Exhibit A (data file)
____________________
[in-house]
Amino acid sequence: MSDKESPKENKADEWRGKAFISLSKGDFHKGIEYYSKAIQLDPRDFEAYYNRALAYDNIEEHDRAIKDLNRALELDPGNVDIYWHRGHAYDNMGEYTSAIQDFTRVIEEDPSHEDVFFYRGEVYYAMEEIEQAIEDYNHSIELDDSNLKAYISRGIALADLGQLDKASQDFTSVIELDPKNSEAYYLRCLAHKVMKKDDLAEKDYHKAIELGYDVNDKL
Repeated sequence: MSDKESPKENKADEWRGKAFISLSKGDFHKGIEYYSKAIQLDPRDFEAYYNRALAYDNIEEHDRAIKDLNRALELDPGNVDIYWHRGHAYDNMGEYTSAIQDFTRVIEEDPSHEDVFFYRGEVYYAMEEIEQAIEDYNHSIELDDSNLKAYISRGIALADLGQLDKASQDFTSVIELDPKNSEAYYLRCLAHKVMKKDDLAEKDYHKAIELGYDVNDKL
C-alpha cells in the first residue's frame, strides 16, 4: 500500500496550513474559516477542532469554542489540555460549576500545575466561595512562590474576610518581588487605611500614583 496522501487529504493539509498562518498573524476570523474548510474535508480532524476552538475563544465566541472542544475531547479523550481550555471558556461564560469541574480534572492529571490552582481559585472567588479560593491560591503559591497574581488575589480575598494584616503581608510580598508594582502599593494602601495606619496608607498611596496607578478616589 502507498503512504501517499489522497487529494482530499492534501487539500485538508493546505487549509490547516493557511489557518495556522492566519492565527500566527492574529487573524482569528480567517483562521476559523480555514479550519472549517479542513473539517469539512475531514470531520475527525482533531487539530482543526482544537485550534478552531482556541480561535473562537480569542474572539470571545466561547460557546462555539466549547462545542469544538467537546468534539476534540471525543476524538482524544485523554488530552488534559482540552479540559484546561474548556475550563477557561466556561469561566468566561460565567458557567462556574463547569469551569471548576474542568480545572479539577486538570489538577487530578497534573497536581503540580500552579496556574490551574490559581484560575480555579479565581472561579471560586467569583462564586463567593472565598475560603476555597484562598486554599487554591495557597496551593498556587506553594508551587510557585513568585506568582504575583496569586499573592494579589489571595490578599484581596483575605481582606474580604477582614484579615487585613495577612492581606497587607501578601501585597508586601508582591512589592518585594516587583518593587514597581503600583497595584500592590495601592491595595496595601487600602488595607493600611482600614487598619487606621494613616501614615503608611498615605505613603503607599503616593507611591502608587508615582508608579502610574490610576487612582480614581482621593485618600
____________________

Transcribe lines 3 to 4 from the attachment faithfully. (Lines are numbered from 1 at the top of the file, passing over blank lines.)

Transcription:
Repeated sequence: MSDKESPKENKADEWRGKAFISLSKGDFHKGIEYYSKAIQLDPRDFEAYYNRALAYDNIEEHDRAIKDLNRALELDPGNVDIYWHRGHAYDNMGEYTSAIQDFTRVIEEDPSHEDVFFYRGEVYYAMEEIEQAIEDYNHSIELDDSNLKAYISRGIALADLGQLDKASQDFTSVIELDPKNSEAYYLRCLAHKVMKKDDLAEKDYHKAIELGYDVNDKL
C-alpha cells in the first residue's frame, strides 16, 4: 500500500496550513474559516477542532469554542489540555460549576500545575466561595512562590474576610518581588487605611500614583 496522501487529504493539509498562518498573524476570523474548510474535508480532524476552538475563544465566541472542544475531547479523550481550555471558556461564560469541574480534572492529571490552582481559585472567588479560593491560591503559591497574581488575589480575598494584616503581608510580598508594582502599593494602601495606619496608607498611596496607578478616589 502507498503512504501517499489522497487529494482530499492534501487539500485538508493546505487549509490547516493557511489557518495556522492566519492565527500566527492574529487573524482569528480567517483562521476559523480555514479550519472549517479542513473539517469539512475531514470531520475527525482533531487539530482543526482544537485550534478552531482556541480561535473562537480569542474572539470571545466561547460557546462555539466549547462545542469544538467537546468534539476534540471525543476524538482524544485523554488530552488534559482540552479540559484546561474548556475550563477557561466556561469561566468566561460565567458557567462556574463547569469551569471548576474542568480545572479539577486538570489538577487530578497534573497536581503540580500552579496556574490551574490559581484560575480555579479565581472561579471560586467569583462564586463567593472565598475560603476555597484562598486554599487554591495557597496551593498556587506553594508551587510557585513568585506568582504575583496569586499573592494579589489571595490578599484581596483575605481582606474580604477582614484579615487585613495577612492581606497587607501578601501585597508586601508582591512589592518585594516587583518593587514597581503600583497595584500592590495601592491595595496595601487600602488595607493600611482600614487598619487606621494613616501614615503608611498615605505613603503607599503616593507611591502608587508615582508608579502610574490610576487612582480614581482621593485618600